Reading Spoooner helps one understand that Libertarianism is a political doctrine that, at a very high level of world historical abstraction, mixes a mostly Lockean theory of natural right/law with a peculiar form of secularized Protestantism. I call it 'peculiar' because -- as the quoted passage reveals -- it's a species of Protestantism without original sin. (At the very end of the paragraph he calls the doctrine of original sin a "false and vicious" theology.) Spooner, in particular, shares with Emerson and Thoreau [recall] as well as other American thinkers (such as Dewey and Elizabeth Anderson [recall]), the idea that our lives are an open ended series of experiments--a word Spooner uses throughout the pamphlet.
While Spooner is committed to a rather fundamental form of moral equality (he was a fierce abolitionist), he also thought that each of us is idiosyncratic in all kinds of ways. This is crucial because it means for him each of us will be happy in ways particular to each of us and to be discovered by us individually. (I call it Protestant because Spooner is distrustful of [social/ancient] authority and he privileges individual, direct experience.) Virtues are conducive to our individual happiness, and vices harm them. Because these are idiosyncratic they should not be legislated for or against. By definition crimes do harm others, and these can be legislated against, although Spooner is very distrustful of the motives and aims behind much legislation in practice.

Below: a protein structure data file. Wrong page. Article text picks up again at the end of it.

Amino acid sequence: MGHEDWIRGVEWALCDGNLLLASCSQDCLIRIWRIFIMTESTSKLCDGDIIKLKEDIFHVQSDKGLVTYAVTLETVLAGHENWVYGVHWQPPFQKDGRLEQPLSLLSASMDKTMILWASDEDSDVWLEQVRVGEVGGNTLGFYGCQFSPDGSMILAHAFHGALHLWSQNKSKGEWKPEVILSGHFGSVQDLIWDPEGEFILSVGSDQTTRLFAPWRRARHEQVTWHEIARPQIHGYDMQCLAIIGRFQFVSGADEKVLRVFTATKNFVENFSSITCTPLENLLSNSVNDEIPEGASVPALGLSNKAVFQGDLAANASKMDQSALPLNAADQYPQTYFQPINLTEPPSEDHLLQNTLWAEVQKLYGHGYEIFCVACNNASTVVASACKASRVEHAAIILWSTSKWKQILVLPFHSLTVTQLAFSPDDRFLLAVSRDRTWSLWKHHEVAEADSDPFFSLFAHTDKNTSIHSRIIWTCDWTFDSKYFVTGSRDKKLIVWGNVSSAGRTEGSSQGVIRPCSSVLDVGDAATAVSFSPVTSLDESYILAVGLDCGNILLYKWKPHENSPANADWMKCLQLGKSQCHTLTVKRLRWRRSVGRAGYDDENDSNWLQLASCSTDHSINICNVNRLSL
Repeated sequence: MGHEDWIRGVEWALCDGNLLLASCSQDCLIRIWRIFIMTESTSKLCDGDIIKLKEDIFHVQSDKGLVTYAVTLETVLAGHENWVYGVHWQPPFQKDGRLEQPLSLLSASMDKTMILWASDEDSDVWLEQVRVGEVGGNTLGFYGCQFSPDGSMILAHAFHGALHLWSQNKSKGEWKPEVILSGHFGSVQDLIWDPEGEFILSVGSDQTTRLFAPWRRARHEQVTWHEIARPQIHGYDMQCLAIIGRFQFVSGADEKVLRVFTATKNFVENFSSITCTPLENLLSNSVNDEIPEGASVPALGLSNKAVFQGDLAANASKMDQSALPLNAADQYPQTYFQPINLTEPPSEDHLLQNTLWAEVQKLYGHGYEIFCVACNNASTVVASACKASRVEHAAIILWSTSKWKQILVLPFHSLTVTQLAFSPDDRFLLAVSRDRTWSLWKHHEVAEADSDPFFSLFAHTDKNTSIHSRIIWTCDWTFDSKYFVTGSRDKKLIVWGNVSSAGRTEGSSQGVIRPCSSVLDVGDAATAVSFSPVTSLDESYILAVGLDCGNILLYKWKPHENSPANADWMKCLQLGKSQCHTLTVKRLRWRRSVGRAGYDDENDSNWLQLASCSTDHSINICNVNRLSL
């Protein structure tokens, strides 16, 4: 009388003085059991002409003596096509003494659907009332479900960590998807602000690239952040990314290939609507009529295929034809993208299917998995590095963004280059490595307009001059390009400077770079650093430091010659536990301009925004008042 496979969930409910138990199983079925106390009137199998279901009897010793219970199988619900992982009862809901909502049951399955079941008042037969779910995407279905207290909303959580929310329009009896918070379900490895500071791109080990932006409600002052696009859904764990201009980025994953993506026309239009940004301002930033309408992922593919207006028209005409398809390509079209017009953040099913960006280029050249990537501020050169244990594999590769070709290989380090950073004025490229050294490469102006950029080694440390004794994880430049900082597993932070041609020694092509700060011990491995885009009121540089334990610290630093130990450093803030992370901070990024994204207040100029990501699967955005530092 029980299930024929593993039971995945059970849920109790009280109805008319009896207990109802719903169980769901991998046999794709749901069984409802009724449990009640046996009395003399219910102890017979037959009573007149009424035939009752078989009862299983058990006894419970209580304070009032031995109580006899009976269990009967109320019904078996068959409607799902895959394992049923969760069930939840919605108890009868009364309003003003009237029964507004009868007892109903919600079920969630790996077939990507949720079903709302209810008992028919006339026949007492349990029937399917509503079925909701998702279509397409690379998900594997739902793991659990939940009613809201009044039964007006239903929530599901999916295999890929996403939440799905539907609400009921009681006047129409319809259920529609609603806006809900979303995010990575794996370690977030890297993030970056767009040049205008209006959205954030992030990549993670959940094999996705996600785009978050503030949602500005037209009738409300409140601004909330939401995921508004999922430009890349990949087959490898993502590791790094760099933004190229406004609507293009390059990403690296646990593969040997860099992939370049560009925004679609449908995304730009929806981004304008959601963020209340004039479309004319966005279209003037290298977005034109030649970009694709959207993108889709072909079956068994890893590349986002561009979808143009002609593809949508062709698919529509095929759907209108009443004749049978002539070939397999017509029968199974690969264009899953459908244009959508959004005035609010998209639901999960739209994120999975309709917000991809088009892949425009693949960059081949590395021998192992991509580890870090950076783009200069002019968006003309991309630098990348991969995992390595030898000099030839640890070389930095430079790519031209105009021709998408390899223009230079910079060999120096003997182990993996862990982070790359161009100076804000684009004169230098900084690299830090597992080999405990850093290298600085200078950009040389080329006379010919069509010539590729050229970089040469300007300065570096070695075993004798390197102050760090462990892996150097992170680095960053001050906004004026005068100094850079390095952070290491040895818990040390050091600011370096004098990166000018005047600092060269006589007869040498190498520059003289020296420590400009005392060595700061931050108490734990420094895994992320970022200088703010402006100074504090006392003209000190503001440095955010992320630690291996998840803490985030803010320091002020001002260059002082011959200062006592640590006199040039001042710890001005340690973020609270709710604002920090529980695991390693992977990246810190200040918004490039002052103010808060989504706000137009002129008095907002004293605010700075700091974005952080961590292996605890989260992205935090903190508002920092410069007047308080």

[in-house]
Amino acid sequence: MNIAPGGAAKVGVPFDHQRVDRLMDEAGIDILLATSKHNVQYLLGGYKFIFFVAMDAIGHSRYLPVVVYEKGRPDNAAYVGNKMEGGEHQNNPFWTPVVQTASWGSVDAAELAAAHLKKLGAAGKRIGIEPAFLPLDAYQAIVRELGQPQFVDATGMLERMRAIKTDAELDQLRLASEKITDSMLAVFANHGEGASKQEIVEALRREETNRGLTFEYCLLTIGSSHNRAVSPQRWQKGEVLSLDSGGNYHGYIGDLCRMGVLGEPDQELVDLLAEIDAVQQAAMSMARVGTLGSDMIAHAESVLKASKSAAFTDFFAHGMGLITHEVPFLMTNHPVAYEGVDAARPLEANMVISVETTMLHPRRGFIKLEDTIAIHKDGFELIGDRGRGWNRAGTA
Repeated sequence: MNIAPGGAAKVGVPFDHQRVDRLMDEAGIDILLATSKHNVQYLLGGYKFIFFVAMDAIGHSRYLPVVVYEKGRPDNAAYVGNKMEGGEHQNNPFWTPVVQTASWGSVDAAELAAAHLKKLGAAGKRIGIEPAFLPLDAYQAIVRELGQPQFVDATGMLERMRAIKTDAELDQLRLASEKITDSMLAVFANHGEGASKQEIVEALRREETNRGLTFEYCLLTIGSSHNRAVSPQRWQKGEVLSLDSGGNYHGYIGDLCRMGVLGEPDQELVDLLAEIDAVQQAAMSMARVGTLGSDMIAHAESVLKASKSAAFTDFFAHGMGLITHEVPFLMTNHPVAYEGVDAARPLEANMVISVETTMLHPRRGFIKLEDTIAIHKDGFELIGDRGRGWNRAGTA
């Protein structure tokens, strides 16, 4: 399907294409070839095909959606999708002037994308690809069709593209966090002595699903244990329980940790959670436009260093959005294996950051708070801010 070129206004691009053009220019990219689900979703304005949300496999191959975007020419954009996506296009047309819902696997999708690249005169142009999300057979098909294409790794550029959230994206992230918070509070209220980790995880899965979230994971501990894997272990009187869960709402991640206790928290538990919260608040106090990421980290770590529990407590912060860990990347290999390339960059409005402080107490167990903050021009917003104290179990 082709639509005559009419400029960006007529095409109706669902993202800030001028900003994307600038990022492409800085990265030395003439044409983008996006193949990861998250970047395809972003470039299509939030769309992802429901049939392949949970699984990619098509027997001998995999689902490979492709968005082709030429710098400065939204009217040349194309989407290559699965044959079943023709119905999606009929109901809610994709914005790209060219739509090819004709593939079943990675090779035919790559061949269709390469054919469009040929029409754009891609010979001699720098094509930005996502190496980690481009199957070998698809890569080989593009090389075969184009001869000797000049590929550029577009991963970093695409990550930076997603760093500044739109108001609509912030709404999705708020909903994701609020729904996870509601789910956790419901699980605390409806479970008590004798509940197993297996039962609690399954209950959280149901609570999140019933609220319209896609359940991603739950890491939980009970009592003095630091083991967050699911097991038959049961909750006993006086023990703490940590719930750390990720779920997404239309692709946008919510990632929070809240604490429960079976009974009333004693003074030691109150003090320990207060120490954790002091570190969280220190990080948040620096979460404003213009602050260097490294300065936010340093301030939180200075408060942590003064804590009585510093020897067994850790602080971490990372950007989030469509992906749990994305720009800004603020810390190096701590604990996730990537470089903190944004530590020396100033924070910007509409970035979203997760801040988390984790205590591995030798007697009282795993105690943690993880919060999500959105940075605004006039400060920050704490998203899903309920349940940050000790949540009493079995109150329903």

Life then becomes a Popperian-Darwinian series of trial and errors, in which children our trusted to find their own way and the role of our parents is limited to preventing catastrophic errors. (Come to think of it, this is a nice metaphor for his conception of the state which he tends to articulate in terms of contractualist language and mutual association or insurance.) He is critical of parents/family authority over children. In fact, one of the main ways in which parents harm children, for Spooner, is the ways in which our attempts at protecting children is a form of indoctrination into false beliefs that make impossible the (idiosyncratic) happiness of the child.
In so doing Spooner articulates a rather robust notion of children's rights and competences.* I am not an expert on the history of children's rights. But it is often said that these originate in concern over exploitation of children in factories (think Dickens) or the fate of orphans in mass society. That may well be true. But Spooner reminds us that there is also a more optimistic, perhaps over-optimistic, anti-conformist strain that grounds a social interest in children's rights; that's our joint concern in discovering the multiplicity of possible lives that can contribute to the stock of happiness, and knowledge of lives worth living. This must include a freedom to make one's own mistakes.
Most days of the week I do not share the optimistic assumptions about human nature that ground Spooner's thought. But I have to admit that I finally got a glimpse of Libertarianism's capacity to enchant the noblest minds.
*Including that of girls. Although he is also rather satirical about the way then state law in Massachusetts makes "ten years the age at which a female child is supposed to have discretion enough to part with her virtue!"